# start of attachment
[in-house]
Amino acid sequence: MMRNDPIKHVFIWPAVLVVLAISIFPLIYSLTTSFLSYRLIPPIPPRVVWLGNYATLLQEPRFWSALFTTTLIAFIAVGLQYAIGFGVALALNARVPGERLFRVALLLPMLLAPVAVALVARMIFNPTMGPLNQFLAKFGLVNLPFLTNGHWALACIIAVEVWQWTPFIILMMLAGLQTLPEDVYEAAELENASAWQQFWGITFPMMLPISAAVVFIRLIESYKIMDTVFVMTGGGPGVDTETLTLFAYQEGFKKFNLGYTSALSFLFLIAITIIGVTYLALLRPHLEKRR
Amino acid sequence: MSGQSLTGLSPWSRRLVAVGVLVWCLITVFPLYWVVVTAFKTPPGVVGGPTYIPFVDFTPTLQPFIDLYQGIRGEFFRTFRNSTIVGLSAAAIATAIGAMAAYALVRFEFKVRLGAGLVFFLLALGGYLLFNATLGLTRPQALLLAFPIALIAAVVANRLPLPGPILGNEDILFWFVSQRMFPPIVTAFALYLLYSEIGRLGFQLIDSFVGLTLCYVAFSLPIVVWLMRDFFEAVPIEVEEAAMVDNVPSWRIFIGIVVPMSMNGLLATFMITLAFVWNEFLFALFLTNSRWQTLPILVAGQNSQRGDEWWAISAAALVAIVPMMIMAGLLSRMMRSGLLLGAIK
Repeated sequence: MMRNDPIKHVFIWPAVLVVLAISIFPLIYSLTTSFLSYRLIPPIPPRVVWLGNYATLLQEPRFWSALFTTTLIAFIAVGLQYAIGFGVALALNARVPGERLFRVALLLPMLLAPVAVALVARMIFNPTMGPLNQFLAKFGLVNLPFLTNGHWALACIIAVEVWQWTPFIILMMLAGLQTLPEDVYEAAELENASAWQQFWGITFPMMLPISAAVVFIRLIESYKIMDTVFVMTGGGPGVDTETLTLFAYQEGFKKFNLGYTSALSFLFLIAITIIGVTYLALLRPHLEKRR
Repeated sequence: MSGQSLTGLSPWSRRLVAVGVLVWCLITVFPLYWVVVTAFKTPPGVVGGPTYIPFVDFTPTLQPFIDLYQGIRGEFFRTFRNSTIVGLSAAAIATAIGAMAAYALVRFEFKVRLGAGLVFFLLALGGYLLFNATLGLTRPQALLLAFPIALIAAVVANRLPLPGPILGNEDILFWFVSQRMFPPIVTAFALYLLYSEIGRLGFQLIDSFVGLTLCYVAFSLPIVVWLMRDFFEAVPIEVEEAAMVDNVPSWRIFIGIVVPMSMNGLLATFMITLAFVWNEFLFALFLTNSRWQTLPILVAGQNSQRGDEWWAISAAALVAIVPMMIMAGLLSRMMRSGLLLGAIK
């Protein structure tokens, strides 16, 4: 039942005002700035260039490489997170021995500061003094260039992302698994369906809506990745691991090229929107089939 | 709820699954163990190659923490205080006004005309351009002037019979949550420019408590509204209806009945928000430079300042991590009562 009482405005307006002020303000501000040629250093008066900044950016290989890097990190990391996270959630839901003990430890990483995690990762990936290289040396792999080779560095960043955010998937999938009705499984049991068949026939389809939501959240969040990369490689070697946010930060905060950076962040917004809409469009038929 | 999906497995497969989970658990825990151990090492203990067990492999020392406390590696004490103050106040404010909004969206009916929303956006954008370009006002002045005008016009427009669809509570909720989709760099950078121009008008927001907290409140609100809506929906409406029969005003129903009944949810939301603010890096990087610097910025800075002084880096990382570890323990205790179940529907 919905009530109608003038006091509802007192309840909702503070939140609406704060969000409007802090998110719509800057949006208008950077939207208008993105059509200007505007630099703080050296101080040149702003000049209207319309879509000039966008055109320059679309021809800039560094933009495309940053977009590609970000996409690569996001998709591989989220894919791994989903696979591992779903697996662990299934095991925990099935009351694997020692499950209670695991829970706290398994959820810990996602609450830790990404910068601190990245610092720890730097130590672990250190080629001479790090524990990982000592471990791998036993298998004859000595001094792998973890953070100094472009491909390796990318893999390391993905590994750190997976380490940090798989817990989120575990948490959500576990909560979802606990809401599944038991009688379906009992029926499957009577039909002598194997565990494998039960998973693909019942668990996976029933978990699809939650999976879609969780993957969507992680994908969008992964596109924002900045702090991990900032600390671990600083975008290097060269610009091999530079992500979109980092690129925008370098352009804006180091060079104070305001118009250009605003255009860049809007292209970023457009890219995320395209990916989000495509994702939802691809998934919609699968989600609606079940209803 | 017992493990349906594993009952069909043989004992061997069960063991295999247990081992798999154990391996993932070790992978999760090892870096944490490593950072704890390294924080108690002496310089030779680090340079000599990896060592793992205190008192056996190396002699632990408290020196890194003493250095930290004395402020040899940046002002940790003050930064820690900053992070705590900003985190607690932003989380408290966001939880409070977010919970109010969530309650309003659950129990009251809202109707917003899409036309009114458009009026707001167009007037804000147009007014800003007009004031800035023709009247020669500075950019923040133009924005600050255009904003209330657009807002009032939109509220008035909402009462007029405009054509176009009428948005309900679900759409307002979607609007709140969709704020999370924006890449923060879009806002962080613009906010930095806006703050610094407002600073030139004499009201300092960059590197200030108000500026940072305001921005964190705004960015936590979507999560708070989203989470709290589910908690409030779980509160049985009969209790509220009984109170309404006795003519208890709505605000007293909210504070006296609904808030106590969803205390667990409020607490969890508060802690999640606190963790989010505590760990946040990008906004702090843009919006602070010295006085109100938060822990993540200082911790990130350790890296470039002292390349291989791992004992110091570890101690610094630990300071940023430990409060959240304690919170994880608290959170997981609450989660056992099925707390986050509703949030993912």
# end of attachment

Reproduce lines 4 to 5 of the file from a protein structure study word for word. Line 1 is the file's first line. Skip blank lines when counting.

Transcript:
Repeated sequence: MMRNDPIKHVFIWPAVLVVLAISIFPLIYSLTTSFLSYRLIPPIPPRVVWLGNYATLLQEPRFWSALFTTTLIAFIAVGLQYAIGFGVALALNARVPGERLFRVALLLPMLLAPVAVALVARMIFNPTMGPLNQFLAKFGLVNLPFLTNGHWALACIIAVEVWQWTPFIILMMLAGLQTLPEDVYEAAELENASAWQQFWGITFPMMLPISAAVVFIRLIESYKIMDTVFVMTGGGPGVDTETLTLFAYQEGFKKFNLGYTSALSFLFLIAITIIGVTYLALLRPHLEKRR
Repeated sequence: MSGQSLTGLSPWSRRLVAVGVLVWCLITVFPLYWVVVTAFKTPPGVVGGPTYIPFVDFTPTLQPFIDLYQGIRGEFFRTFRNSTIVGLSAAAIATAIGAMAAYALVRFEFKVRLGAGLVFFLLALGGYLLFNATLGLTRPQALLLAFPIALIAAVVANRLPLPGPILGNEDILFWFVSQRMFPPIVTAFALYLLYSEIGRLGFQLIDSFVGLTLCYVAFSLPIVVWLMRDFFEAVPIEVEEAAMVDNVPSWRIFIGIVVPMSMNGLLATFMITLAFVWNEFLFALFLTNSRWQTLPILVAGQNSQRGDEWWAISAAALVAIVPMMIMAGLLSRMMRSGLLLGAIK